Tired of reading the standard frugality tips, author of "I Will Teach You To Be Rich" Ramit Sethi decided to launch a challenge to help people save $1,000 in a week.

He accompanied the challenge with a wealth of tips on his blog from how to negotiate your car insurance to saving money while eating out  to help people achieve their savings goals.

We sifted through Sethi's advice and chose 13 of our favorites.

If you aren't up for an intense week, you can use these tips over the course of a month to similar effect.

1. Optimize your cell phone bill.

"Many of us (including me) pick a cell phone plan, then never check to see if it's the right one for us based on our usage," writes Sethi. "Because the average cell phone bill is about $50, that's $600 per year of money you can optimize."

When buying a new cell phone, Sethi likes to pay a little bit more upfront by choosing the unlimited data and text messaging plan. He then sets a three-month check-in on his calendar, and analyzes his spending patterns after a few months to see where he can cut back.

You can use this method for any usage-based services, he says.  

Estimated savings: $20 to $600.



2. Create a 'no spending' day once a week.

Choose one day each week and challenge yourself to not spend a single dollar.

"Technically, even if you don't open your wallet, you're still spending money on things like rent, car insurance, and subscriptions," writes Sethi. "You just didn't count them. But that's even more of a reason to create a 'no spending' day on the money in your wallet: because you can actively control it."

The key to this tip is putting it in your calendar so it becomes a consistent system.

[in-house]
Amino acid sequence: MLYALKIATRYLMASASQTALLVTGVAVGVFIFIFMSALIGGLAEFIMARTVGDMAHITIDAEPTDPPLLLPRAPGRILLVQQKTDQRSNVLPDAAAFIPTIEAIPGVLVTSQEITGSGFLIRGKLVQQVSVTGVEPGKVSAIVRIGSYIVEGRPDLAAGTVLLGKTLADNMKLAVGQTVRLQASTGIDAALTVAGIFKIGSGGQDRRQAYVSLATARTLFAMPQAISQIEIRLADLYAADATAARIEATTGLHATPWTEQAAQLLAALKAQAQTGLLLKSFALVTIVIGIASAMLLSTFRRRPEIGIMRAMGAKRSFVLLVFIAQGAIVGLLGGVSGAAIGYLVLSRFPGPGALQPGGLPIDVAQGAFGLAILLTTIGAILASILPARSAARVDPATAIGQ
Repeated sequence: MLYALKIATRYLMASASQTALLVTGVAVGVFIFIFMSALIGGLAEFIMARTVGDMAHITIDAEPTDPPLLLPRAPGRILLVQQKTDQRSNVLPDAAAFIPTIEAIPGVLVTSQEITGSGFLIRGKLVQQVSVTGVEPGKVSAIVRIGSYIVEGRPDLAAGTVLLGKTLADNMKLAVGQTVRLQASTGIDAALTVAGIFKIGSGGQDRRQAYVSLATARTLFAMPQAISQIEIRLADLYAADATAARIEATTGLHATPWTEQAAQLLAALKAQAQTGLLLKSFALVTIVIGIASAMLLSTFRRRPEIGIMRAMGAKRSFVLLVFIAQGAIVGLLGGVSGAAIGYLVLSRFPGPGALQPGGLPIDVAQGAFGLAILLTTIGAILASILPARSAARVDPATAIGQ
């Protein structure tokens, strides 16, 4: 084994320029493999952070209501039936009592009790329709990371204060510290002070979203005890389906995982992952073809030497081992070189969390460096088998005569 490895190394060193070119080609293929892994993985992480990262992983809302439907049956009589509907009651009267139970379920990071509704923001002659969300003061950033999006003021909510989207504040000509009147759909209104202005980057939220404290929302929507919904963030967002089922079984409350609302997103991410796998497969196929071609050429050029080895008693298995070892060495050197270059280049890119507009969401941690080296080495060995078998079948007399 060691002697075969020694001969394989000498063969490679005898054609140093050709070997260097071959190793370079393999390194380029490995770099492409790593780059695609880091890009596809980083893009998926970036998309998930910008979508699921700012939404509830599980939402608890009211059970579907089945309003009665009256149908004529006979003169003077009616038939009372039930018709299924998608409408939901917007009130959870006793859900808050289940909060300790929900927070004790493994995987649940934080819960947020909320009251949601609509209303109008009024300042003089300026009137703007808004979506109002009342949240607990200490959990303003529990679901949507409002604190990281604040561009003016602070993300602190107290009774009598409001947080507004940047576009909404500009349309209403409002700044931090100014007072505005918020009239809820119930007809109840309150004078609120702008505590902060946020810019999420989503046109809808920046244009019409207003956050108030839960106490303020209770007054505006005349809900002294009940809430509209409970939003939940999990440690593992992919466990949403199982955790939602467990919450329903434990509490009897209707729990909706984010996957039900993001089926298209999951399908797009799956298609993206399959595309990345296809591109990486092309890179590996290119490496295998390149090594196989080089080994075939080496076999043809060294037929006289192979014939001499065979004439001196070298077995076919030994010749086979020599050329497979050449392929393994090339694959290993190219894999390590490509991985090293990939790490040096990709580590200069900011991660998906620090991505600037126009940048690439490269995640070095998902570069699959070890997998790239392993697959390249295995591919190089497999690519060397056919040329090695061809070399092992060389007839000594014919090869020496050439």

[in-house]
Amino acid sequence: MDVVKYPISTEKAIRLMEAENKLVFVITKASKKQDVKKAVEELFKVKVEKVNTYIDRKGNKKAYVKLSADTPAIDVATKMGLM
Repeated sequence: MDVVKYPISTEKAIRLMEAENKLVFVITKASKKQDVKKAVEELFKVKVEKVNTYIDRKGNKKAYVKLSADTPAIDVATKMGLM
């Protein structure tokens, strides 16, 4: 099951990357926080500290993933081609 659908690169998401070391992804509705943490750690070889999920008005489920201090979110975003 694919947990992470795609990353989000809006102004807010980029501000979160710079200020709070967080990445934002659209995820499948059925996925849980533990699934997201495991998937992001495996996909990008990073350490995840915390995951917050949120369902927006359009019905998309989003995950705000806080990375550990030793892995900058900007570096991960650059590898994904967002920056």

Estimated savings: $5 to $75.



3. Postpone a single large purchase until next month.

"It's very simple," writes Sethi. "New lawn mower — wait. New TV — wait. New dishwasher — wait. You can set a calendar reminder to check on it in 30 days. A couple of things will probably happen when you do this: First, prices will probably drop. Second, chances are you'll realize you didn't really need it." 

Estimated savings: $50 to $3,000.



4. Go cash-only.

Take out a limited amount of money from your checking account that will be enough to last for a few weeks, and then set aside the credit card. This forces you to be a conscious spender. 

"Rather than blindly using your credit card and deferring whether it's worth it or not until your bill comes — by that time, it's too late — using cash forces you to make that decision when you pay," writes Sethi. "You withdraw a limited amount and watch it dwindle. It's very primal: Since we're more motivated by loss than by gain, each dollar you physically spend will cause you pain: the good kind of pain."

Estimated savings: $50 to $300.




See the rest of the story at Business Insider

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